Technology: Artificial intelligence and machine learning can look at numerous data sets in new ways bringing insight which Accenture thinks will be a powerful tool for the delivery market and for retailers. Technology is also enabling new sources of data to be shared such as Uber making traffic data available. Forecast data is helping companies to understand where are how people are moving around a city, which when combined with prediction and proximity means goods can be brought closer to where the retailer believes a consumer will need them. Uber, for example, is doing this with cars; if a customer is dropped off at a restaurant at lunchtime it’s likely that they’ll need a taxi back to the office a set time later.
Crowd-sourced capability is allowing the 5-9pm requirement for delivery to be carried out by people who have just left work in an office. As Buhler says, the better a company is at anticipating, predicting and personalising the more efficient it will be.
And then there are autonomous delivery vehicles which are being developed faster than many people think. Predicted costs for drone deliveries vary from 74p with others estimating the cost as 36p. JD.com, in China, is using 500 drones a day to do deliveries and it says that each delivery costs just six pence. Obviously, as you take labour out of delivery, the cost models decrease significantly...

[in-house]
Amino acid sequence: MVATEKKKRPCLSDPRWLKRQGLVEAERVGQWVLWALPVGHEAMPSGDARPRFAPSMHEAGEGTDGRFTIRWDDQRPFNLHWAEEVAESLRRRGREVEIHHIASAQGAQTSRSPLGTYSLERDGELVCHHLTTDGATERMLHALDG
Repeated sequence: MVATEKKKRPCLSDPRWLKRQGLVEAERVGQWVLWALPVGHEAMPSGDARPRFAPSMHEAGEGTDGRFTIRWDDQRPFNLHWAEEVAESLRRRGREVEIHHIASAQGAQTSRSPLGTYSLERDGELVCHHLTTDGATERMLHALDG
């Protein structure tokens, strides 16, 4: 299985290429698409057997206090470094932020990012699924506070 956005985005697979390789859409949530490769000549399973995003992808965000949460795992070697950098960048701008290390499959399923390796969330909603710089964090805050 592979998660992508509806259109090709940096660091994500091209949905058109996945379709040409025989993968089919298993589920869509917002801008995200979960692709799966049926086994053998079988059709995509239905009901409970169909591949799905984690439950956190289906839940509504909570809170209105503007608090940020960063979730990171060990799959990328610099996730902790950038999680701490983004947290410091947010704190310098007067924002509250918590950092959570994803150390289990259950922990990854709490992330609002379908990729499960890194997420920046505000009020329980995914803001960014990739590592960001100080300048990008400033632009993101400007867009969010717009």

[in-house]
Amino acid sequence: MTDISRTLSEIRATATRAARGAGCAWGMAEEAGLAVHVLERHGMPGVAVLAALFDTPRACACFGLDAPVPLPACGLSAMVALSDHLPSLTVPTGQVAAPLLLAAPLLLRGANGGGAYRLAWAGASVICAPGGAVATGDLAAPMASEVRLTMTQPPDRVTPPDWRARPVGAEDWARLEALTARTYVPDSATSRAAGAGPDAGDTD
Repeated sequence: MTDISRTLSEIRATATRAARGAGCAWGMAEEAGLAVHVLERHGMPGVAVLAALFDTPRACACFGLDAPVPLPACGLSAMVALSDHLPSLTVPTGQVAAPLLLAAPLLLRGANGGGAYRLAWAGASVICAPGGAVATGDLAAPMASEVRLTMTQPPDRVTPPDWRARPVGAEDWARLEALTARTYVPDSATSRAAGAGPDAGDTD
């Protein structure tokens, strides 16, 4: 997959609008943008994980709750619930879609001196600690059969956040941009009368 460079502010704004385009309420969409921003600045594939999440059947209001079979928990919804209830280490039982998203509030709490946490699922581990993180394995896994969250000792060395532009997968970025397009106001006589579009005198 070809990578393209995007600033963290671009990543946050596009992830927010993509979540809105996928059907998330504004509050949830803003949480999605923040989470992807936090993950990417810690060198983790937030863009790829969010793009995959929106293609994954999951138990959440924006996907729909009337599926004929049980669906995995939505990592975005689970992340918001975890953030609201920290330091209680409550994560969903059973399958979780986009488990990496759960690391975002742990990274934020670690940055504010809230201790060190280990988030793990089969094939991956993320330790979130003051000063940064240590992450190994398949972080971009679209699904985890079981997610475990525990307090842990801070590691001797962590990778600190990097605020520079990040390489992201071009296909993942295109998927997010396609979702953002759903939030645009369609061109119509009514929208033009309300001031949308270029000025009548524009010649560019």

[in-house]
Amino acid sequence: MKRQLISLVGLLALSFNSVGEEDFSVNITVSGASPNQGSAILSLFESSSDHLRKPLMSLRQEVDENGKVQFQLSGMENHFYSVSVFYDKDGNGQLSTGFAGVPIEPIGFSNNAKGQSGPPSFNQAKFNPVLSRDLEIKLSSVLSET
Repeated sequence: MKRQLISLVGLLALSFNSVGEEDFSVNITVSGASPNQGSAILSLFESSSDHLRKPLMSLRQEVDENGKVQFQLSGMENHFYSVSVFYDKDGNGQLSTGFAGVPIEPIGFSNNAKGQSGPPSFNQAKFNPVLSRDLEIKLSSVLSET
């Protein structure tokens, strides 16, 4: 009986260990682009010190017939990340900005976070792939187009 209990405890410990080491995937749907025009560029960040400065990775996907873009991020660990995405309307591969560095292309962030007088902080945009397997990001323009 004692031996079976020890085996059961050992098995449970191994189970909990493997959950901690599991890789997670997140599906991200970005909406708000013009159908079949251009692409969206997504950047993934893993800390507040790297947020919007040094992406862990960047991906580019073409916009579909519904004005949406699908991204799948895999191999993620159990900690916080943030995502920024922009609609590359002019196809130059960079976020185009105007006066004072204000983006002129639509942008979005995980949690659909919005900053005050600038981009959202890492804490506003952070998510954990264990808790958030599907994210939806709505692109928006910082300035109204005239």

Almost all national postal organisations are investing in additional capacity to accommodate ecommerce growth, especially for peak periods, and a new M&A trend has emerged, the report shows. Acquisitions today – unlike during the last 15 years – are smaller, more specialised and focus on logistics and transportation; parcels and express; technical and software; and financial services. In 2015, about 60% of all M&A activity was conducted outside the postal organisation’s domestic country as companies try to tap into cross-border deliveries and increase customer footprint.
“Our research shows we’re going to see an exponential growth in global ecommerce over the next three years, with the bulk of it being delivered the next day or the same day to consumers who aren’t willing to pay a premium price for that service,” says Buhler. “Delivery organisations need to make decisions today to be competitive and viable in that future.”